In my humble opinion, the best combination you can use is prey in distress coupled with various environmental sounds. I would recommend using magpies, as coyotes commonly follow them when they go out hunting. In fact, if you spend some time near hunters, you’ll undoubtedly hear the saying “every coyote has a crow/magpie.”
Best Coyote Calling Sequence for Callers with Single Call Capabilities
Ok, I know I said that the dual call is definitely an advantage. But, that doesn’t mean that you can’t get the same effect with a caller that can only play one sound at a time. Let me preface this part by saying that pretty much any call you choose can work. After all, experts chose all of those calls because they are effective. But, it might take a bit more skill to use a single call properly.
For example, if you want to use a challenging howl, you will have to do it tactically. Sure, the call will grab the attention of the coyotes near you, but the effect might not be the one you desire. Unlike wolves and some other predators, coyotes don’t like confrontation. In fact, they are very likely to avoid it if they can.
But, before they leave, they will usually respond with a call of their own. What you should focus on is keeping your call quieter than the challenging call of the coyotes around you. That way, the coyotes will have the confidence to actually come near you. Don’t let your howls go on for too long and tune them down as you go. And, after half an hour, if you didn’t get a good result, you can start using whimpers and whines. That way, the coyotes will assume it is the same challenger, but it is now in distress.
Alternatively, you can also use non aggressive vocalizations. And, honestly, those are the ones I like using the most. Using pup yelps can get the coyotes to come over for a myriad of reasons. Those reasons include parental instincts, territorial behavior, and socialization. Furthermore, you might even appeal to the hunger of a coyote if they didn’t have anything to eat for a while. If you are going hunting during springtime, nothing can really beat the effect of a pup distress call.
Avoid allowing the e-caller to loop the sound too much. Remember, coyotes are smart, and they will recognize the loop after a while.
The Best Single-Call Sequence
When I am using a single call e-caller, I usually focus on non-threatening sounds. I either go with prey distress calls or with pup distress calls. So, that is what I would recommend to you as well. My tips for those situations are not to let the calls run for too long. Let the call loop once and then turn it off for a couple of minutes before letting it loop again.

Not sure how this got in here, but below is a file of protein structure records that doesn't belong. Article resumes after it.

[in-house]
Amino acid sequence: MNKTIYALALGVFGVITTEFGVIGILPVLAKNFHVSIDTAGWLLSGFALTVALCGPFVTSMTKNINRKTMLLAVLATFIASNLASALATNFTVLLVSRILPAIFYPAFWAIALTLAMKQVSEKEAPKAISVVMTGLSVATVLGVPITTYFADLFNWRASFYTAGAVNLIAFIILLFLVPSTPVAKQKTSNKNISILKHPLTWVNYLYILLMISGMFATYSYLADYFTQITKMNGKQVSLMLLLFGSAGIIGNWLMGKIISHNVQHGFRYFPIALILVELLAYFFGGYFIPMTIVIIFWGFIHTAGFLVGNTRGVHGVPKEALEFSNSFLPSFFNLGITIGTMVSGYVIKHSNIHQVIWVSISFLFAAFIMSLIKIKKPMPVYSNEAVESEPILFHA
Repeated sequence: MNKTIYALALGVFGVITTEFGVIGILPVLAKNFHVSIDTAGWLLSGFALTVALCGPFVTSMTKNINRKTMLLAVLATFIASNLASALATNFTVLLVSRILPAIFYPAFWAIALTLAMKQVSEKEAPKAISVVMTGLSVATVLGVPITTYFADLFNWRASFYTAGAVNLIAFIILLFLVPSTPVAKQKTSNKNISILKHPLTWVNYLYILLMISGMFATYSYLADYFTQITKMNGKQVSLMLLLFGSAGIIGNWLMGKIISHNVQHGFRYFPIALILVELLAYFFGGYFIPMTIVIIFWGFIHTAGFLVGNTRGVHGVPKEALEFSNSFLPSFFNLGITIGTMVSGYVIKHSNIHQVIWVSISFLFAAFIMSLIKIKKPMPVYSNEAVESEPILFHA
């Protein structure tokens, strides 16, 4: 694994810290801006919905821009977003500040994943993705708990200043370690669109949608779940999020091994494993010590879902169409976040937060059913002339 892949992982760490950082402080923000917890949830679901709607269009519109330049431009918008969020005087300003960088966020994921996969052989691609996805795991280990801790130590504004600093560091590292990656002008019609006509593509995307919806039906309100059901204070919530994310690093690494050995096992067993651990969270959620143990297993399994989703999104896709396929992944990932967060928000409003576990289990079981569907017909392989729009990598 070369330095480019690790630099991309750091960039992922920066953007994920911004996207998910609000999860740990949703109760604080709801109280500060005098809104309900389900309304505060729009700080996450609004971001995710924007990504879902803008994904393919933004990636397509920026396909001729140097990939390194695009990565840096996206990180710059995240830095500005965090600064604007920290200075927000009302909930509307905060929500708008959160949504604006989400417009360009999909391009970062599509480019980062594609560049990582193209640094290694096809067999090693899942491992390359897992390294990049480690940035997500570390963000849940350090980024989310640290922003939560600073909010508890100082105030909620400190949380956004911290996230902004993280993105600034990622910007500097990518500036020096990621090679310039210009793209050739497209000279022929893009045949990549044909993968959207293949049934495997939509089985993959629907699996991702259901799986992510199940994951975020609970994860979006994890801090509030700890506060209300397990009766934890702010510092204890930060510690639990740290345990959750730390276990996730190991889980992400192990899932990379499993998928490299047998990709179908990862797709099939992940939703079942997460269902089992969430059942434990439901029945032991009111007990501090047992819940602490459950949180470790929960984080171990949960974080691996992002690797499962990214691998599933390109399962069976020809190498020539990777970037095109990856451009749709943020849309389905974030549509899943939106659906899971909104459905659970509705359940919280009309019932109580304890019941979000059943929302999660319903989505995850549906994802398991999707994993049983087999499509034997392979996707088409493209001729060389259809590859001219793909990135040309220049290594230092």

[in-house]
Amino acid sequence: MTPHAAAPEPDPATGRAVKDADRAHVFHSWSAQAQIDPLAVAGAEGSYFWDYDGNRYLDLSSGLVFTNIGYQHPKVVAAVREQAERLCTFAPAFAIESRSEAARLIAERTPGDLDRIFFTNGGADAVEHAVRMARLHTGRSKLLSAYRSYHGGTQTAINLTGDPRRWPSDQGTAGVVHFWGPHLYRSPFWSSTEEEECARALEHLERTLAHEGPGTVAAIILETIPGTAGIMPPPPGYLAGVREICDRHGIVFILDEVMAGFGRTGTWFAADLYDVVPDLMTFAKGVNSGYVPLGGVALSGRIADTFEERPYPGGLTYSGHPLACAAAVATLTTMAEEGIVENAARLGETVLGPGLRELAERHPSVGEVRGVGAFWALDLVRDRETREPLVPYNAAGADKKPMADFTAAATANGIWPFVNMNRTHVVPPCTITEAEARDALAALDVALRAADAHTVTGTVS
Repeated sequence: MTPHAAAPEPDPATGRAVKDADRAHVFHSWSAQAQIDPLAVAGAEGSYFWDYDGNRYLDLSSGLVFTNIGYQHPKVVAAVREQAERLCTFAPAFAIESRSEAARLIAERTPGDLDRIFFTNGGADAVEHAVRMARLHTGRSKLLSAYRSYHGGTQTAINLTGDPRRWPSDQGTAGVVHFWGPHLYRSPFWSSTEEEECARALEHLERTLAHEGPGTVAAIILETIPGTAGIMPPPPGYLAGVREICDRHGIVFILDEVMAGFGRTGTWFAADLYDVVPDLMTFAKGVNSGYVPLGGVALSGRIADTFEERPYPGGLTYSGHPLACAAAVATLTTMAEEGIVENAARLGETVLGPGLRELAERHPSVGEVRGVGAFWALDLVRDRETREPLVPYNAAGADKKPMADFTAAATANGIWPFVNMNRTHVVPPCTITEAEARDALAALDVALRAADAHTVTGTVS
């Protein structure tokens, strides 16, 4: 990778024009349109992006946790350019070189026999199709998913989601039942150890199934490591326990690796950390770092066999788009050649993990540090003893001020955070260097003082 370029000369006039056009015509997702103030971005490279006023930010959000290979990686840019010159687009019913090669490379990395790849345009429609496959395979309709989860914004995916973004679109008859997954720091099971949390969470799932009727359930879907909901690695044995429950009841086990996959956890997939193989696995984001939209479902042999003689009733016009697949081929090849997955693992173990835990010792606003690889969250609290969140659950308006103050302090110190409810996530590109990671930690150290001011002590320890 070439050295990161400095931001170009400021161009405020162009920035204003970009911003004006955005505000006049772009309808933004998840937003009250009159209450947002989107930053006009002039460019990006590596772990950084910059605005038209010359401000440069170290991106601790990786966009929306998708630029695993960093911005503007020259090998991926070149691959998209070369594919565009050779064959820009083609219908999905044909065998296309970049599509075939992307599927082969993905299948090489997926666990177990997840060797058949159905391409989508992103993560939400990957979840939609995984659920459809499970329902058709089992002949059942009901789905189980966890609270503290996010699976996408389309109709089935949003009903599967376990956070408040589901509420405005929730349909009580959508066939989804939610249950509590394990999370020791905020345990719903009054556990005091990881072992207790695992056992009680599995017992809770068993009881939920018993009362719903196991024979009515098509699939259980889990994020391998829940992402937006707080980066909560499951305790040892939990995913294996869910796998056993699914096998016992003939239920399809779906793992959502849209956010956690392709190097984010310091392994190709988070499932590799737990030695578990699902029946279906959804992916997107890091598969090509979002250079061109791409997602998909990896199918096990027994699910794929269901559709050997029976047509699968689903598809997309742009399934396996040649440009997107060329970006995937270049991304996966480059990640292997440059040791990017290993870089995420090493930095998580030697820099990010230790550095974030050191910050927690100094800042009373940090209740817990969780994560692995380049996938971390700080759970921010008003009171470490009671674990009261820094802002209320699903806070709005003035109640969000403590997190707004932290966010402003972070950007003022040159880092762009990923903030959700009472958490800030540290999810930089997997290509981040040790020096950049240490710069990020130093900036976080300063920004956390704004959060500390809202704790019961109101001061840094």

Bonus – Pro Sequences
Some high-level electronic callers come with sequences of calls in them. And, more often than not, those sequences are incredibly effective. Of course, if you have a lot of experience, you will probably be able to outperform them. But then again, if you have experience, you don’t need someone like me telling you which sequences to use.
So, if your caller has an option of using expert hunts, make sure to take advantage of it. After all, someone with a lot of knowledge put a lot of effort into creating those.
The Bottom Line
One thing you should remember is that coyotes are a lot smarter than many believe. No matter how good your coyote calling sequence is, if you use it too many times, the dogs will stop coming. So, try to combine and rearrange your sequences every couple of hunts you go on.
That is the reason I didn’t really focus on telling you which exact sounds from your library to use. Instead of trying to find that one “golden” combination, you should figure out the way coyotes think. Once you figure that out, you can freely change your sequences and be confident that they will have the desired result. I would also not recommend sharing your current sequences with other hunters. You don’t want the coyotes to learn about your tricks before you get to use them.